The New York Times investigated the financial stresses and crumbling marriages of families who used to live on fat Wall Street paychecks.
There are some happy stories: More time to watch the kids squabble, somehow retaining the DNA-programmed ability to ignore piles of laundry your wife no longer has time to wash because she’s had to go back to work, etc. But business for divorce lawyers is apparently booming, as lots of women decide to dump laid-off husbands who have been transformed into “clickers” (as in, the remote control).
No matter how bad things get, however, all but one of you can at least console yourselves that you’re not married to this TriBeCa woman:
As unemployment has hit a 16-year high and Wall Street shakes off tens of thousands of jobs, affluent couples in the New York area find their families suddenly in flux. It’s not only the high-flying income and the attendant abundance that have evaporated. For many couples, it’s also the assumption of what their marriages would look like; the traditional model — executive husband and stay-at-home wife — may be a little dated, or unworkable.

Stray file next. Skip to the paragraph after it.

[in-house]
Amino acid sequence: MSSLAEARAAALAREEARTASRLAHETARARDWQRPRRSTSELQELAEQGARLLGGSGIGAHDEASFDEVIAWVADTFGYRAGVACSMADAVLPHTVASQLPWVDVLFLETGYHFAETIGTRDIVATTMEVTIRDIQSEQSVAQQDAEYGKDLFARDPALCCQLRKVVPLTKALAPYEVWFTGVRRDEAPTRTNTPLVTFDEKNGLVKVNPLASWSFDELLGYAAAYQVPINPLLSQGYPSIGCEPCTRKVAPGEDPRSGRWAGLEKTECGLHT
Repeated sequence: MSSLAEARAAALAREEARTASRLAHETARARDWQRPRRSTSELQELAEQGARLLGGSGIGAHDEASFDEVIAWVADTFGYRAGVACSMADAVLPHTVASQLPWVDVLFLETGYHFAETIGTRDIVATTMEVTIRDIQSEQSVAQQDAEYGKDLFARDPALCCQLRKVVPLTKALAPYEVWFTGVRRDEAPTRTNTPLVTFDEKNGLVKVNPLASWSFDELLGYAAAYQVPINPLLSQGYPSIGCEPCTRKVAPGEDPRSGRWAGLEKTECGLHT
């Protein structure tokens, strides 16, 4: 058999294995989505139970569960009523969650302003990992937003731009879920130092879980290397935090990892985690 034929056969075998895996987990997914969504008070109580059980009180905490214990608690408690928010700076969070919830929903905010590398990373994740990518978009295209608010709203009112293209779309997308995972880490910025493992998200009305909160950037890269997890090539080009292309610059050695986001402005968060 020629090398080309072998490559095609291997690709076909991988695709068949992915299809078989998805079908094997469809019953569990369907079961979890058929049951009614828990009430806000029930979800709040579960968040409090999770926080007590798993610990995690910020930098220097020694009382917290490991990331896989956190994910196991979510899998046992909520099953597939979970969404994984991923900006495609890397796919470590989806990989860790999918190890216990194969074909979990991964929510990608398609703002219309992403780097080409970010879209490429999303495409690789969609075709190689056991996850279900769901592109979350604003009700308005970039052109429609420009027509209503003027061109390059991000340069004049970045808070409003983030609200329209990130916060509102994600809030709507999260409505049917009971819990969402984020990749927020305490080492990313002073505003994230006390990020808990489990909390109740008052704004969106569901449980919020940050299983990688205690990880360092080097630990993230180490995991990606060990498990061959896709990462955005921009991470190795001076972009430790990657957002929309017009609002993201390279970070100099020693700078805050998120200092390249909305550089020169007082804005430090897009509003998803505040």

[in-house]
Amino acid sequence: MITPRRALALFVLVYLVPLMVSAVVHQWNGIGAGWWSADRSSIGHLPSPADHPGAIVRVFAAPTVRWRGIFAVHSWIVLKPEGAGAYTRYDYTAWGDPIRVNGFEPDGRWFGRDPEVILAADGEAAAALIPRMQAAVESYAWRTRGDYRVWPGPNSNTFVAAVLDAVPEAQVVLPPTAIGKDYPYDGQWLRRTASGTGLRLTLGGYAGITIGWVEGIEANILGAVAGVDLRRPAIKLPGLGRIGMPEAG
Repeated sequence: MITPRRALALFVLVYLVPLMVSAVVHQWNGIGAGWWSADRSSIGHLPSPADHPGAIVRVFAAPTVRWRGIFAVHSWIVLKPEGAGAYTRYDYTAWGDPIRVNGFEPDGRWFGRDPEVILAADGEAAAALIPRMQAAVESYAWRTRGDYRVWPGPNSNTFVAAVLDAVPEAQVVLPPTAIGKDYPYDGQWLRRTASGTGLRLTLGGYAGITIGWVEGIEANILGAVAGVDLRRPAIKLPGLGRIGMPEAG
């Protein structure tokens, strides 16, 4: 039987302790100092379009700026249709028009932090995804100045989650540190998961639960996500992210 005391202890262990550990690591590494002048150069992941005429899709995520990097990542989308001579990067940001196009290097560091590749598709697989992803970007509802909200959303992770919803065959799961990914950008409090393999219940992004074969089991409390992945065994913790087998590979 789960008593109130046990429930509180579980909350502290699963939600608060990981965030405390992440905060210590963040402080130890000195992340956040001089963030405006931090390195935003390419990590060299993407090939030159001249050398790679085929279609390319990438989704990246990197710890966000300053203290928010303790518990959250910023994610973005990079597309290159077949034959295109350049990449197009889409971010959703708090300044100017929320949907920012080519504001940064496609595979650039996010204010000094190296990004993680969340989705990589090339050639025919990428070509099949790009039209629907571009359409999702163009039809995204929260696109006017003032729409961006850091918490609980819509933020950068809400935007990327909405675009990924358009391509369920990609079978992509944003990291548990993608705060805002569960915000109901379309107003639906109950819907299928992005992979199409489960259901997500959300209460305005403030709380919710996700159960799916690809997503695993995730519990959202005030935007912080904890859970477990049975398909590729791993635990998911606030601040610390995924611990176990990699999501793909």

One mother in TriBeCa, who is married, at least for now, to a Wall Street executive, put it rather bluntly: “My job was to run the household and the children’s lives,” she said. “His job is to provide us with a nice lifestyle.” But his bonus has disappeared, and his annual pay has dropped to $150,000 from $800,000 a year. “Let me just say this,” she said, “I’m still doing my job.”
So much for for richer and poorer.
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